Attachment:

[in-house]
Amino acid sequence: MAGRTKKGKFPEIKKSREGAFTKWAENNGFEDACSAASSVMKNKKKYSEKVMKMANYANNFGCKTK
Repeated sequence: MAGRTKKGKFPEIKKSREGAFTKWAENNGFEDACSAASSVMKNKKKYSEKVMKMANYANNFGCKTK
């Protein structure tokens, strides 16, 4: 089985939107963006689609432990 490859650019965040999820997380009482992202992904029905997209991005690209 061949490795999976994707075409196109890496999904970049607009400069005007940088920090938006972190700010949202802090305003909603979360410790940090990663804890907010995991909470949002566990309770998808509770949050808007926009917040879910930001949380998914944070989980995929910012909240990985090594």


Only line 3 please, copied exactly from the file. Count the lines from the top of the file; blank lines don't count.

Repeated sequence: MAGRTKKGKFPEIKKSREGAFTKWAENNGFEDACSAASSVMKNKKKYSEKVMKMANYANNFGCKTK